Stuff: Week Two "The Big Giveaway"

Last week I preached on how our garages, storage units and closets full of stuff have become our temples where we worship idols and sacrifice to demons.

It was a rousing sort of sermon as you can imagine.

If you read the previous post, then you know that my wife took what I said pretty seriously.  And because my wife has the spiritual gifts of discernment, prophecy and persuasion... I basically just do what she says when she's had a "word" from the Lord.

I'm learning.

The sermon that I preached last week was essentially an admission that we have a problem...  Christmas is in crisis.  Our culture worships the false gods of Materialism and Consumerism at Christmas, and Christians are doing a lousy job of resisting the very same idolatry.

But as most of us know, it's not enough to just admit you have a problem, you have to do something about it.

So... what do we do about all of our stuff?

Read 2 Corinthians 9:6-15

Here's the back story on that passage of Scripture:

The Apostle Paul was gathering an offering for "the saints" who were in need.  Presumably this was for the Christians in Jerusalem, who had fallen on hard times and were in abject poverty for the most part.  Paul solicited gifts from the churches he planted around the world to show some love to the church in the Holy City.  One of those churches was the church at Corinth, which apparently did have some fairly wealthy folks in it.

Funny thing, though, Paul didn't ask the Macedonians to participate in the offering for the saints.  It seems the Macedonians were pretty poor, and Paul didn't want to take advantage of their good nature.  Apparently, their good nature was a whole lot more good and more forceful than Paul because they demanded to be included in the process.  Paul was overwhelmed by the generosity of these poor Christians, who gave way beyond their means to help fellow Christians they had never met.

Paul indicates earlier in 2 Corinthians 9 that he is planning on bringing some of the Macedonians with him when he comes to Corinth.  He basically comes out and says, "Listen, you need to come correct, and make sure that you aren't ashamed in front of these people who gave more than they should have... so pony up."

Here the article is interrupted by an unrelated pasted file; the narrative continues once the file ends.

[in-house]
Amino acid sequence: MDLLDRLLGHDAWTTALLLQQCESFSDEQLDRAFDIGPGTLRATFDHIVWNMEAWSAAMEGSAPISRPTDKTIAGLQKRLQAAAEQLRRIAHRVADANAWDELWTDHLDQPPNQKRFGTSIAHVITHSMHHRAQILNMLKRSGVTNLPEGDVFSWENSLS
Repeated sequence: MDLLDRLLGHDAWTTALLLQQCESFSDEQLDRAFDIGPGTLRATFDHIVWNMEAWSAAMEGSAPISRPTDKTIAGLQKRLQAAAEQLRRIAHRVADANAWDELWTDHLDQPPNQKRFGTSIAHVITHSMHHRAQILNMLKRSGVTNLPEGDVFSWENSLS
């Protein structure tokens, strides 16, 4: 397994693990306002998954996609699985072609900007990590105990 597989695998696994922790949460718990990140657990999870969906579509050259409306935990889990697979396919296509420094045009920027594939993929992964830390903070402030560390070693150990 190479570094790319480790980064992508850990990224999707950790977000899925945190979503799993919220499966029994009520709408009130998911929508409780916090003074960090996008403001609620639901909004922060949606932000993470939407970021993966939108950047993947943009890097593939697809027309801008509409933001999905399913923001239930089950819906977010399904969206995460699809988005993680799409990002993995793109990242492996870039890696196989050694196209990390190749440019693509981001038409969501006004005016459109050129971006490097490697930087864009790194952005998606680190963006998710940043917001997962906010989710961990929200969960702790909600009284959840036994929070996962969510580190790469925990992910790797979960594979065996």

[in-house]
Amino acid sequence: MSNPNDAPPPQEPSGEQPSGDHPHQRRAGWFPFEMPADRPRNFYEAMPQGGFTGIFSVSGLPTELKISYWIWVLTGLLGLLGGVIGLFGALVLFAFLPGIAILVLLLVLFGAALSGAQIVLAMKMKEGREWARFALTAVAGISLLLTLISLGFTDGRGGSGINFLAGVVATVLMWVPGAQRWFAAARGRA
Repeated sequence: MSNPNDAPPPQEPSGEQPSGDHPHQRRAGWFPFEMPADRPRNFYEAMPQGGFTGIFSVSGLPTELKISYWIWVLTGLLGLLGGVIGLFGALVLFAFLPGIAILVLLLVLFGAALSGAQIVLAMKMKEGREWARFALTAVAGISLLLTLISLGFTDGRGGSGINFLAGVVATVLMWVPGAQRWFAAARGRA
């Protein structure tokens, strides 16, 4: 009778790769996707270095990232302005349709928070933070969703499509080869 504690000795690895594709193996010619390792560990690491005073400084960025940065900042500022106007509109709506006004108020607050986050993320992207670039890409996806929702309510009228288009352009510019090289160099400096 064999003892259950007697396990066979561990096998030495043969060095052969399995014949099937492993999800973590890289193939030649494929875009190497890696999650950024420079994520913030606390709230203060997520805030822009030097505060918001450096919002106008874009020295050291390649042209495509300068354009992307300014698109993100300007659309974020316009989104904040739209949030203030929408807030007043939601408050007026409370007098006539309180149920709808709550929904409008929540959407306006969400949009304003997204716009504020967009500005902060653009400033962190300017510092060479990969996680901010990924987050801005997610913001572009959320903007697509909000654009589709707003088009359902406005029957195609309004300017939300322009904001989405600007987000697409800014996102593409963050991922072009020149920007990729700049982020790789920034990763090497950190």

That's not what he said... he actually said that the Macedonians "gave out of their poverty."  Who else said something like this?  Oh yeah, Jesus did when we was teaching his disciples about giving when he saw a widow give two small pennies at the temple.

For Paul the whole thing comes down to a generous spirit.  He has three guidelines for generosity in fact.

First, he believes that generosity requires resolve.  "Those who sow sparingly, will reap sparingly, and whoever sows generously will reap generously" Paul says.  And "Each of you should give what you have decided in your heart to give."  Generosity is intentional.  You don't just haphazardly live a generous life, it's planned and it's done with a great deal of hope.  Being generous means that you are going to give without fear and trust that the harvest will be bountiful.

Second, generosity is not coerced.  When your generosity is linked to guilt or shame, it's not generosity---it's guilt or shame.  Love that is coerced isn't love, for that matter.  A generous spirit is a direct reflection of the love that we feel inside for God and one another---the kind of love that is sacrificial, unconditional and overflowing.